5. Balance Beam: Tape a flat pool noodle to the floor and children can pretend to be a circus high wire daredevil. Children can walk across the beam, forwards, sideways, backwards or even on tiptoes. Challenge their developing balance by encouraging them to squat down with a straight back and stand back up. Add more fun by carrying an object like a scarf or a streamer and then they are manipulating objects while balancing.
  6. Row, Row, Row Your Boat:  Children sit in pairs facing each other and hold onto the same noodle.  Children pretend to “row the boat” by pulling back and forth.  Increase the challenge of this activity by sitting on big balls.  This will challenge stability and engage more core (trunk) muscle strength.
  7. Copy Cats: What fun ways can we move with the pool noodle? Let the children create the fun. Take turns being the “leader” and everyone copies. Beware this could get silly while children practice moving through self space and taking on the roles of leader and follower.
  8. Jack Be Noodle:  Using a electric bread knife, cut the pool noodle into 2-3” segments.  Children can jump over the noodles. Line the pieces up to make a low “wall” for children to jump over. Or, jump over one piece, then stack one more piece with each successful jump. See how many you can stack before the jumper knocks them down.  For a variation, children can do standing broad jumps starting on a spot marked on the floor. Sneak in a little math by marking the landing spot and then let children “measure” the length of their jump using pool noodle segments.
  9. Noodle Limbo: Parents, siblings, or two friends hold ends of the noodle, starting up high— over their heads.   Children walk under the noodle. The noodle holders lower the noodle in increments (i.e. shoulder height, chest, belly button, hip, thigh, knee, shin) so that children need to get down lower to get under the noodle.  Let all children continue as the noodle gets lower without eliminating anyone.  Children learn to move their bodies through space at different levels-high, medium and low. What creative ways will they generate to get under the noodle as it gets lower? Get in the fun and model some!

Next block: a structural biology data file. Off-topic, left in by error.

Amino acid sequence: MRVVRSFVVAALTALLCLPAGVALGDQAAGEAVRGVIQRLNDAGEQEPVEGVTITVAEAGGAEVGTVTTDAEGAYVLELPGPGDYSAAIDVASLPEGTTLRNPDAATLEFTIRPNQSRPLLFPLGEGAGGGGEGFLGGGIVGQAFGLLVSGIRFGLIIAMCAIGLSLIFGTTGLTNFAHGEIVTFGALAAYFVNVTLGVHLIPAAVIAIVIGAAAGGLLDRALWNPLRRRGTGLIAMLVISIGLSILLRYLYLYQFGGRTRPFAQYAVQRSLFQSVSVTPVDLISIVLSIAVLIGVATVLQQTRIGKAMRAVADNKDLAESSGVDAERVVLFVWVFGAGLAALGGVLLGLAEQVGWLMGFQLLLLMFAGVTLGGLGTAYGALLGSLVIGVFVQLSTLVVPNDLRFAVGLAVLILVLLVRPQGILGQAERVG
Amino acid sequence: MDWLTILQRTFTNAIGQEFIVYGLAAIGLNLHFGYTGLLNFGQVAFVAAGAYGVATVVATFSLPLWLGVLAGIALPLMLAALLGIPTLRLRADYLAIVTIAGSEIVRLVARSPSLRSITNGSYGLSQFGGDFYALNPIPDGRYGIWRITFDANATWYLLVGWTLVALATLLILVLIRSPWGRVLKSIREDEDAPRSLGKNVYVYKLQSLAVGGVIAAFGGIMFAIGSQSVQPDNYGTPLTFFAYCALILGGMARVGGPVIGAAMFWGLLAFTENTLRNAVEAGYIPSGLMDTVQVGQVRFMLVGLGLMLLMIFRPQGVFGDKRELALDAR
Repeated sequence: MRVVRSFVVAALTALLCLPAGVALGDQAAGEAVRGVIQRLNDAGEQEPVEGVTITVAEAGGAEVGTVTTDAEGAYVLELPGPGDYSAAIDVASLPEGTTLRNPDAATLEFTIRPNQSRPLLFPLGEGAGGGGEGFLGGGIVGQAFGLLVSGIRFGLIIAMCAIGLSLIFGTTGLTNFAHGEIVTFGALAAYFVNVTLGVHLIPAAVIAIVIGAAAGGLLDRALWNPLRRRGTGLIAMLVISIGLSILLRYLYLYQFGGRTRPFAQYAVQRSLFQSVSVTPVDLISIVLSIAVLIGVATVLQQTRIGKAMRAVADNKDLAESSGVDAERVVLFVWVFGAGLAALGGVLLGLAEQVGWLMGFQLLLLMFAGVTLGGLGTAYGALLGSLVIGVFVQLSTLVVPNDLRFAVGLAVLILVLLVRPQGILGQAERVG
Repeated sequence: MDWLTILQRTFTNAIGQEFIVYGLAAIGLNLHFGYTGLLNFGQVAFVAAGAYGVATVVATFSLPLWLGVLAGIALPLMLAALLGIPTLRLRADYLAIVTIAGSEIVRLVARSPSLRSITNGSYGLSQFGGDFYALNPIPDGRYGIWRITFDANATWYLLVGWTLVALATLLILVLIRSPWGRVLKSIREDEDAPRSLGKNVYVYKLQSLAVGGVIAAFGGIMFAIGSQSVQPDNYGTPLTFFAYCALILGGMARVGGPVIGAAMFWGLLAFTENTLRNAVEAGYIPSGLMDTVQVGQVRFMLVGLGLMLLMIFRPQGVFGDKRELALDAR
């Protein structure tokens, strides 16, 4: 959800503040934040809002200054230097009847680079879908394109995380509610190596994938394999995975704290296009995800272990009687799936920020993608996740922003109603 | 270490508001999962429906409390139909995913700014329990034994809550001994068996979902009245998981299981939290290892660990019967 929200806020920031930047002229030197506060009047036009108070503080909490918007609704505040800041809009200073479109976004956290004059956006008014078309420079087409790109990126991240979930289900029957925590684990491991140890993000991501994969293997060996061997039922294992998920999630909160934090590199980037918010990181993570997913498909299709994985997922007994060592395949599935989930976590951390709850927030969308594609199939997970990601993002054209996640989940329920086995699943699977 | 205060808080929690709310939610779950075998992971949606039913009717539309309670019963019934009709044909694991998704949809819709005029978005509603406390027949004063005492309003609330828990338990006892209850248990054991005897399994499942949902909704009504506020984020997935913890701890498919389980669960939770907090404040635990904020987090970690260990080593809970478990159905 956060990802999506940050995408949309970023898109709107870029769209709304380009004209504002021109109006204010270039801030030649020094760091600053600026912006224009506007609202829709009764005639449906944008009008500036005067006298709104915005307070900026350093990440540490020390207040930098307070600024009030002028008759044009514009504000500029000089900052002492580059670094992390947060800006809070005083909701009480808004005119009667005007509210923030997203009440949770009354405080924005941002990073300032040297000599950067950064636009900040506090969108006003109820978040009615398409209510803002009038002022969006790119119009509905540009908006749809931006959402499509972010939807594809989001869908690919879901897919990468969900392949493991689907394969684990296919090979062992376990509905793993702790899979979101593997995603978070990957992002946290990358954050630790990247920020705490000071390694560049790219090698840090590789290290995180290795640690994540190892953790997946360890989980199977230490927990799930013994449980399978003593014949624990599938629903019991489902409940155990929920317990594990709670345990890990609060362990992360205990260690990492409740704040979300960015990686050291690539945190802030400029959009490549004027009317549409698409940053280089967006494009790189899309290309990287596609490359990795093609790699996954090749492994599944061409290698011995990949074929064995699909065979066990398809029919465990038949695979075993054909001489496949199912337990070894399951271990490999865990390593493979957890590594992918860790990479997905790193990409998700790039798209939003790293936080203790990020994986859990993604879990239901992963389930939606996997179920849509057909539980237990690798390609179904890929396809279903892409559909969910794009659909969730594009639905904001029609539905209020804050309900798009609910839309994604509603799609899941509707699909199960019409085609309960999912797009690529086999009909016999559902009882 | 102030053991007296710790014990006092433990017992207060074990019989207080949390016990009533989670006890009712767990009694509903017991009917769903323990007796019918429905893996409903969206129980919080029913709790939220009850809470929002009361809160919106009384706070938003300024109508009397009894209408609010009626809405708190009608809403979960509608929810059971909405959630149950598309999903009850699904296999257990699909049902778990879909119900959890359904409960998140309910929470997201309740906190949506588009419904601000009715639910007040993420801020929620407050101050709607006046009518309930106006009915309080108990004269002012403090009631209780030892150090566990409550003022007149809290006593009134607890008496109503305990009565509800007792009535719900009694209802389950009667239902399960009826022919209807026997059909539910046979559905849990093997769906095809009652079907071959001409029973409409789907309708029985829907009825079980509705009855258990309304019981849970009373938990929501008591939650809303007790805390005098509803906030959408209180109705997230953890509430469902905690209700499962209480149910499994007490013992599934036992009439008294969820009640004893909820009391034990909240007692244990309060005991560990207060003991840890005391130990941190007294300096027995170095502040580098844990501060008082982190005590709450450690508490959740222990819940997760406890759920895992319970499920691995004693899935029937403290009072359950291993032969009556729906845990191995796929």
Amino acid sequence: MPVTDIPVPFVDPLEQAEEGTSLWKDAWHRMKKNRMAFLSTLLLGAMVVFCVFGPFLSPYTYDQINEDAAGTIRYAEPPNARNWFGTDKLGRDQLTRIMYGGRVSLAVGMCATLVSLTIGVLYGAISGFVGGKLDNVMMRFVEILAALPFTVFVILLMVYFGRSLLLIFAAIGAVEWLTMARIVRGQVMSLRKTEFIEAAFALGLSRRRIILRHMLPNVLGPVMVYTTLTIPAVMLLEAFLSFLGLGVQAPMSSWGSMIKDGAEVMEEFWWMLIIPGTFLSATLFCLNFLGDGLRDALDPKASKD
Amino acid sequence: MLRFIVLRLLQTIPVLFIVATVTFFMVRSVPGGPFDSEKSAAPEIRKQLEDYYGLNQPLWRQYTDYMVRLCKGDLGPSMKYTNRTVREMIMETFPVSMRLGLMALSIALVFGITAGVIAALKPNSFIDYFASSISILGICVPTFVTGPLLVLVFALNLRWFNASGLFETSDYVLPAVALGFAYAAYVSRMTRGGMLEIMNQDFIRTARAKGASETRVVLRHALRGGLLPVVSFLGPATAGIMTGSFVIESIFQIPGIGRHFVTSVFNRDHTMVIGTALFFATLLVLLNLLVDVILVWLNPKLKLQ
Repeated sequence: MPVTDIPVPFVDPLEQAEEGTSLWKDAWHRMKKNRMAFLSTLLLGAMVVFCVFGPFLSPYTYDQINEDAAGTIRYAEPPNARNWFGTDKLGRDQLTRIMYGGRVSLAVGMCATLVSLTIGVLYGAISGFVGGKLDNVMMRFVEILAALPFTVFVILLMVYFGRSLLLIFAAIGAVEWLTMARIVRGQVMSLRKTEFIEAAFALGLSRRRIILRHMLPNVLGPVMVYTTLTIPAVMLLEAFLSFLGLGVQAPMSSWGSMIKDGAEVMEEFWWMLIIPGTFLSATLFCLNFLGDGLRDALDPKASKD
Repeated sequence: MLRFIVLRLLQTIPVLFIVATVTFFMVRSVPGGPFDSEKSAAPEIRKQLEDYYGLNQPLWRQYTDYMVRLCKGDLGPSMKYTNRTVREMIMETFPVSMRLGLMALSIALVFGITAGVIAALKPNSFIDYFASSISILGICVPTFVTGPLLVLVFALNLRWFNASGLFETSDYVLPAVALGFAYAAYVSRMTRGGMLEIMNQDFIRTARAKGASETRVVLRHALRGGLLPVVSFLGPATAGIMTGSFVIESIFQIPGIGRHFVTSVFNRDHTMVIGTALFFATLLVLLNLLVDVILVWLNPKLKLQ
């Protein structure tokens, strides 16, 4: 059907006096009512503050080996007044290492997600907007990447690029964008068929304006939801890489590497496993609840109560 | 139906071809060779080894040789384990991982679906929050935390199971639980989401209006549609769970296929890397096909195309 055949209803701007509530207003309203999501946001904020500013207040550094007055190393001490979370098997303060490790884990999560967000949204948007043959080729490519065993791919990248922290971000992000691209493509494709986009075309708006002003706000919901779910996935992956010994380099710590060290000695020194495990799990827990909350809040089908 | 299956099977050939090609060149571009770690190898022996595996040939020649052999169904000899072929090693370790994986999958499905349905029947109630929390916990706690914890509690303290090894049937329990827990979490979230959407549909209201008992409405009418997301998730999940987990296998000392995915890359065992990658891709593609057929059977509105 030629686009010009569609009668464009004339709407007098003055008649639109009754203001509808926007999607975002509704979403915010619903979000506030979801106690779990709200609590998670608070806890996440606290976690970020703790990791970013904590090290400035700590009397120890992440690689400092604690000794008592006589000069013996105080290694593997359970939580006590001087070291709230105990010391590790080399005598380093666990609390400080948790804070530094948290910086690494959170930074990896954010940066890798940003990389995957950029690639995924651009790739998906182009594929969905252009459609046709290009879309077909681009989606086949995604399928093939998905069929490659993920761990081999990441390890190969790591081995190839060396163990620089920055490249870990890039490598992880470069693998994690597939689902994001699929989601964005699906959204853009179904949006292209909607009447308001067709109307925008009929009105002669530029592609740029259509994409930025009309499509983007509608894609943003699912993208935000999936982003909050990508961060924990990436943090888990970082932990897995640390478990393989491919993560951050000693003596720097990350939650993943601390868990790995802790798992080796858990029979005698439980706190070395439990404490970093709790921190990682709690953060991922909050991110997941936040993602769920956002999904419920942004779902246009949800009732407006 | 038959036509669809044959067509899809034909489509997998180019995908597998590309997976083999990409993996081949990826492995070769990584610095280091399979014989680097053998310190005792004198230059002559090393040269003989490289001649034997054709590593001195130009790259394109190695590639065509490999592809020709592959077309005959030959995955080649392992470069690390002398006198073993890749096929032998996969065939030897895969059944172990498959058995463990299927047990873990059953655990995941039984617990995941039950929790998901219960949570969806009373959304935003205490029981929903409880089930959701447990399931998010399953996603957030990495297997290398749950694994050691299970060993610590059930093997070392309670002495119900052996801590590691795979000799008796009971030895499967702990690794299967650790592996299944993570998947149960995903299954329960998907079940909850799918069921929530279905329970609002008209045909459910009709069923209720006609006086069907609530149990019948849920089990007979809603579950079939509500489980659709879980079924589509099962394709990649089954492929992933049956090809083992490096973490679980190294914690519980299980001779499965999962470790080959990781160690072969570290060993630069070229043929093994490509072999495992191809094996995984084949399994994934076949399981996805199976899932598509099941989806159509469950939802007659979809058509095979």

10. Noodle Cut-Ups: Cut a cylinder shaped pool noodle into 4 or 5 inch segments.  Use these for tossing activities (i.e. Rocket Ships above, toss at a target, use as a target, etc.) or to carry around in fun ways (i.e. put in between your knees and waddle like a duck, two friends carry it together without using their hands).

In order to develop early preferences for an active lifestyle and to develop motor competence, children must have fun experiences with physical activities that are challenging yet achievable. Research suggests that for learning or gaining new skills, children should experience success in the practice of that skill at a rate close to 80% of the time.  Parents should make suggested variations and challenges to ensure that children  have success,  yet feel challenge all while having fun.

For more activities, visit the Head Start Body Start Toolbox at www.headstartbodystart.org.  Each month the Center features a free, downloadable “Let’s Get Moving” physical activity calendar including a simple, fun movement idea for each day of the month.

For more information, contact: Paula Keyes Kun, NASPE pkun@aahperd.org or call 703-476-3461.

Karin Spencer, Ed.D. is the Director of Head Start Body Start National Center for Physical Development and Outdoor Play which is conducted by the National Association for Sport and Physical Education and the American Alliance for Physical Activity an


For more Information on this topic or to contact the author:

Email the Author     
 

©Copyright 2012-2013 Families ONLY, All rights reserved.